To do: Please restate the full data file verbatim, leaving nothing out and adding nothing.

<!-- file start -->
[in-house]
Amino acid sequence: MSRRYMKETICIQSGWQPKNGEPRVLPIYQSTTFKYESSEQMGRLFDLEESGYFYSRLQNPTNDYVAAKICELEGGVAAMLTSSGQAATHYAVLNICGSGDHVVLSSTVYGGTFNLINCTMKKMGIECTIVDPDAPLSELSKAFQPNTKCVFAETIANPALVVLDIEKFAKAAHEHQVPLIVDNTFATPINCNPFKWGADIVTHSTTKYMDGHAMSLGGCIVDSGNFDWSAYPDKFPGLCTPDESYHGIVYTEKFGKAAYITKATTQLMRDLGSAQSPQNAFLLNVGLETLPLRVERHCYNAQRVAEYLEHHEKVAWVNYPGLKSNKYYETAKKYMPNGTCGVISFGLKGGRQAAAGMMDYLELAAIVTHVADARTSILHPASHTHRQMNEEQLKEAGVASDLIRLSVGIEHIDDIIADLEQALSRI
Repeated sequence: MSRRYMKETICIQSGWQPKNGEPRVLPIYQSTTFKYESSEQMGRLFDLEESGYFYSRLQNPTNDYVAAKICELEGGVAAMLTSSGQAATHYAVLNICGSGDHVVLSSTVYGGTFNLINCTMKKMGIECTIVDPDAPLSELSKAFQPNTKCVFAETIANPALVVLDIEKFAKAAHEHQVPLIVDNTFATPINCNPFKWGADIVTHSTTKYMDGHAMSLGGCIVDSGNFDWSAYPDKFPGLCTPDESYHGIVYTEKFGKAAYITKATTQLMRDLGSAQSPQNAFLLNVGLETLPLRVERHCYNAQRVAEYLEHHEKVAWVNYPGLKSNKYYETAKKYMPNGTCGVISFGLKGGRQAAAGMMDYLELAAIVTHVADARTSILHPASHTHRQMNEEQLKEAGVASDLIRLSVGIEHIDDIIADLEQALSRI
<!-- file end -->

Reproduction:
[in-house]
Amino acid sequence: MSRRYMKETICIQSGWQPKNGEPRVLPIYQSTTFKYESSEQMGRLFDLEESGYFYSRLQNPTNDYVAAKICELEGGVAAMLTSSGQAATHYAVLNICGSGDHVVLSSTVYGGTFNLINCTMKKMGIECTIVDPDAPLSELSKAFQPNTKCVFAETIANPALVVLDIEKFAKAAHEHQVPLIVDNTFATPINCNPFKWGADIVTHSTTKYMDGHAMSLGGCIVDSGNFDWSAYPDKFPGLCTPDESYHGIVYTEKFGKAAYITKATTQLMRDLGSAQSPQNAFLLNVGLETLPLRVERHCYNAQRVAEYLEHHEKVAWVNYPGLKSNKYYETAKKYMPNGTCGVISFGLKGGRQAAAGMMDYLELAAIVTHVADARTSILHPASHTHRQMNEEQLKEAGVASDLIRLSVGIEHIDDIIADLEQALSRI
Repeated sequence: MSRRYMKETICIQSGWQPKNGEPRVLPIYQSTTFKYESSEQMGRLFDLEESGYFYSRLQNPTNDYVAAKICELEGGVAAMLTSSGQAATHYAVLNICGSGDHVVLSSTVYGGTFNLINCTMKKMGIECTIVDPDAPLSELSKAFQPNTKCVFAETIANPALVVLDIEKFAKAAHEHQVPLIVDNTFATPINCNPFKWGADIVTHSTTKYMDGHAMSLGGCIVDSGNFDWSAYPDKFPGLCTPDESYHGIVYTEKFGKAAYITKATTQLMRDLGSAQSPQNAFLLNVGLETLPLRVERHCYNAQRVAEYLEHHEKVAWVNYPGLKSNKYYETAKKYMPNGTCGVISFGLKGGRQAAAGMMDYLELAAIVTHVADARTSILHPASHTHRQMNEEQLKEAGVASDLIRLSVGIEHIDDIIADLEQALSRI